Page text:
Wong: He tried to pick a fight by mentioning divorce. He says, supposedly, ¡¥I¡¦m taking the kids. I¡¦m going.¡¦ and he¡¦s holding a baseball bat. And then eventually through a lot of shouting she gets dragged into the bedroom.
Murphy: A violent fight is underway?
Wong: Right and she goes blank.
On cross-examination, the prosecutor cut bluntly to the chase.
Wong: ¡¥Mrs. Kissel there¡¦s just one thing we have to get over and done with. You do of course, accept you killed your husband?¡¦ and she said ¡¥yes.¡¦ Murphy: Gasps in the courtroom?
Wong: Right. Gasps in the in the courtroom.
In the end, after three months of trial, the jury of five men and two women didn¡¦t buy the battered wife syndrome. Its unanimous verdict: guilty. Nancy Kissel would spend the rest of her life in a Chinese prison. Rob¡¦s friends in New York couldn¡¦t spare her much sympathy.
Roz Lichter, Kissels' neighbor: The legacy that she leaves to her children is she murdered their father and said he was a terrible person.
Hillary Richard: From a personal, level it didn¡¦t comport with any aspect of Rob I had ever seen. I hope the children don¡¦t believe what¡¦s been written and said by their own mother about their father. He loved them very, very much and I hope they can retain some little tiny shred of that as they get older.
Everyone hoped the children¡¦s healing could begin under the care of their uncle Andrew. But by then, he may have been too preoccupied with something else¡Xthere was yet another storm heading toward the Kissel family.
It was Shakespearean, almost Biblical, what was about to happen to the surviving brother. Surviving, but not for very long...
By the spring of 2005, nearly two years after the murder of his younger brother, Rob, Andrew Kissel was in a funk.
Friend and theater producer Brian Howie said not even a festive booze cruise on Kissel¡¦s yacht could cheer him up.
Brian Howie, Andrew Kissels' high school friend: There were parts of the trip where Andrew would be crying and you could tell he was deeply troubled and saddened.
Everyone assumed his grief was over the family¡¦s great tragedy. Rob, murdered by his wife, the children left behind.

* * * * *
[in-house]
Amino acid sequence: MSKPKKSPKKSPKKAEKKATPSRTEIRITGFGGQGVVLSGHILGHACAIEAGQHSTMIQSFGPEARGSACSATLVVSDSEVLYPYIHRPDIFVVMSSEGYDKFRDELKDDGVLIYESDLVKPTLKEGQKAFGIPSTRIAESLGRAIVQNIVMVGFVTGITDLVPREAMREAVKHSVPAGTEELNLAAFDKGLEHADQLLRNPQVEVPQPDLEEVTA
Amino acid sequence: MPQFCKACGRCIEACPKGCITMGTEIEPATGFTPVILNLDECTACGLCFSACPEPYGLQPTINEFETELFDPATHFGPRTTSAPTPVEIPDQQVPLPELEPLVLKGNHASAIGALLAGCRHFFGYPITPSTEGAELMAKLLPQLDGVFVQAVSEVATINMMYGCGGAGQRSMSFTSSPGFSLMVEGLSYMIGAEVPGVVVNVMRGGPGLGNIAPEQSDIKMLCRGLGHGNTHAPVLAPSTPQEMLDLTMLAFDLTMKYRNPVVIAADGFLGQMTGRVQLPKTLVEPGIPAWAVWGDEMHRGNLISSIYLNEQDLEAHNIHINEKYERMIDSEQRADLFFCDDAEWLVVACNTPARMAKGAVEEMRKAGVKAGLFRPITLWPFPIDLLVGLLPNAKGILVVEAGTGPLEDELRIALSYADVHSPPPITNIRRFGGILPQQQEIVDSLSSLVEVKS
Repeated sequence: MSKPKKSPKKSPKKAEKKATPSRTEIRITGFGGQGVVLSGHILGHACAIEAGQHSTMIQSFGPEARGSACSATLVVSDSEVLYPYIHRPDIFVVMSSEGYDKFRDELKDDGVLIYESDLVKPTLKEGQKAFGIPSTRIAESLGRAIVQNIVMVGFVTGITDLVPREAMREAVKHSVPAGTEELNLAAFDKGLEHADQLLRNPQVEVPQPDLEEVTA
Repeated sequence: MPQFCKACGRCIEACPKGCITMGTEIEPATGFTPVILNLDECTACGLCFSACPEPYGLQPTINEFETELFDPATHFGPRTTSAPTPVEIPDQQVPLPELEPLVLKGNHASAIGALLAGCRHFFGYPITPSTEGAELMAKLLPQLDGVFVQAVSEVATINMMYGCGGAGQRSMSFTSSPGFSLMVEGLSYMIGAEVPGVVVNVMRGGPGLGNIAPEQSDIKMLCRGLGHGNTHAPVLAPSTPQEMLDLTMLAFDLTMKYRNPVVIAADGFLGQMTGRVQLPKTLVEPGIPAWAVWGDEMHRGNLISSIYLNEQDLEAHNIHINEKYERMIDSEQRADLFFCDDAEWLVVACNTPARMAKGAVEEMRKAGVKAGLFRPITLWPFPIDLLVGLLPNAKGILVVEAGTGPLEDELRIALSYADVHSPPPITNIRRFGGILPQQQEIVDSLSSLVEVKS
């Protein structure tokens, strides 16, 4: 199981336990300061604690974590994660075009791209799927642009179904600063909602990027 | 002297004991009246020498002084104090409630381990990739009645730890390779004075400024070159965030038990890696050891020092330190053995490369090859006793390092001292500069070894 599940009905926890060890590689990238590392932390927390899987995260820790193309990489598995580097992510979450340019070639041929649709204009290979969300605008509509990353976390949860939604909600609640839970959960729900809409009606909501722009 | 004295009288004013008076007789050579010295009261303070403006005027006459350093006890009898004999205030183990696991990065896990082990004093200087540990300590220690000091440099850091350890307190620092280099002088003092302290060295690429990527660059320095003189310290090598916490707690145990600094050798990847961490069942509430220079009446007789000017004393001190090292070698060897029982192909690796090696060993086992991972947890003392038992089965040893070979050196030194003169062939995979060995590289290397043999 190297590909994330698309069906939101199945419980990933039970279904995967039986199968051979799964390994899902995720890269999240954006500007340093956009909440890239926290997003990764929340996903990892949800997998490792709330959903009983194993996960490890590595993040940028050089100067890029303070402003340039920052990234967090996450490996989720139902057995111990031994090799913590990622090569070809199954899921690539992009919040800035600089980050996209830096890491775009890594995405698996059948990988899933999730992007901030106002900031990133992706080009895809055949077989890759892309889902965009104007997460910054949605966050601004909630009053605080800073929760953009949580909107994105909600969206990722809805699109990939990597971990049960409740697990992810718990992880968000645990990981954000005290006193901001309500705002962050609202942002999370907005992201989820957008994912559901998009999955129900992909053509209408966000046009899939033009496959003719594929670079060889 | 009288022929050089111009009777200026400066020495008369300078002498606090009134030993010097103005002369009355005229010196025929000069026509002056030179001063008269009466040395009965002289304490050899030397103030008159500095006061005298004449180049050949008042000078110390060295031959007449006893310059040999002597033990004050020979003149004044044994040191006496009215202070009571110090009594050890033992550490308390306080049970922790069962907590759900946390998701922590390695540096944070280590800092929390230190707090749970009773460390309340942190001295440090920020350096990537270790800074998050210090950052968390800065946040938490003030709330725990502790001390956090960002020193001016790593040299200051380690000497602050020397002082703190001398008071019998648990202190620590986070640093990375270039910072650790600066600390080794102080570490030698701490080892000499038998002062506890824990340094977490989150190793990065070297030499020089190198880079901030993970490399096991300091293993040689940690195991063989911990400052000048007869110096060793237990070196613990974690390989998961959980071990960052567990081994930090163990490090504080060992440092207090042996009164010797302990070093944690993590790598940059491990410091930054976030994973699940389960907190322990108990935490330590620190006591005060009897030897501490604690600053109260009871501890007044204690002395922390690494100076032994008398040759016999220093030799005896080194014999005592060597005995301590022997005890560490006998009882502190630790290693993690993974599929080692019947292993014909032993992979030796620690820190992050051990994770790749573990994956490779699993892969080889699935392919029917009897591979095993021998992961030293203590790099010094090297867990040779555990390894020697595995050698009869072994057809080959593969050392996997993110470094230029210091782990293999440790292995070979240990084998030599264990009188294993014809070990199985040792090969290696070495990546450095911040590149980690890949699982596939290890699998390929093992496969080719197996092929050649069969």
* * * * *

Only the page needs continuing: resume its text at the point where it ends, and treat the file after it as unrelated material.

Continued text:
But maybe the tears were for himself.
It seems Andrew¡¦s crooked monopoly game was catching up with him. He was about to draw the ¡§go-directly-to-jail-card.¡¨ As his family was sitting through a traumatic murder trial in Hong Kong, Andrew Kissel was making headlines back home here in Greenwich -- swindling his apartment neighbors in Manhattan was just a taste of what he had been up to according to federal authorities. In the summer of 2005 they arrested him, charging him with defrauding banks in a massive loan scheme.
Phillip Russell, Andrew Kissel¡¦s attorney: There was a great deal of evidence against him and there was a great deal of money that could not be accounted for.
Give or take 20 million dollars. Kissel¡¦s own attorney Phillip Russell says the alleged scheme went like this¡XKissel would take out a mortgage for a piece of property. Then forge another document to make it look like he had paid off the debt¡Xowned the property free and clear.
Russell: And then he went to a different bank and mortgaged the same property again so that there would be more than one loan on a single piece of property.
Bank fraud: If convicted of all charges, Andrew Kissel could have spent the rest of his life in a federal slammer. Not a rosy prospect for the guardian of his late brother¡¦s three children and heirs to his estate estimated at about $18-million dollars.
Murphy: He presented himself to you initially as a family man. Concerned about his brother¡¦s family...
Collesano, court-appointed attorney for Rob Kissel¡¦s children: completely upstanding...
Murphy: ...pillar of the community
Michael Collesano, that court-appointed attorney for Rob Kissel¡¦s children was incensed when he later realized that Andrew had conned him into believing he had the best interests of his nephew and nieces at heart.
Michael Collesano, court-appointed attorney for Rob Kissel's children: I believe he said that he had independently raised $100,000 in a separate trust for their well being.
Murphy: Was that true?
Murphy: So he just sat there and lied to you?
There was another worry for the children¡¦s lawyer: Behind the stately walls of Kissel manor, war had been declared. Andrew and his wife Hayley were splitting up in ugly fashion. Emails obtained by Dateline show Hayley venting her spleen to her husband¡¦s sister, Jane Kissel Clayton.
¡¥I just hate him!!!!!!!!¡¦ she writes. ¡¥He will never be a good, responsible person¡¨...it goes on to say ¡§do you know last night in bed i could actually see myself pummeling him to death and just enjoying the sensation of each and every shot...¡¨ Collesano: That¡¦s just one of the emails. There was a pattern of behavior there that clearly indicated a very stressful home and that clearly indicated to I think any reasoned person that the interest of the children weren¡¦t served by being in that home.
Andrew¡¦s sister, Jane, agreed. She petitioned for and was granted custody of the three children, she went so far as to make Andrew and Hayley¡¦s feud a matter of public record. Andrew, in retaliation, left a message on his sister¡¦s answering machine.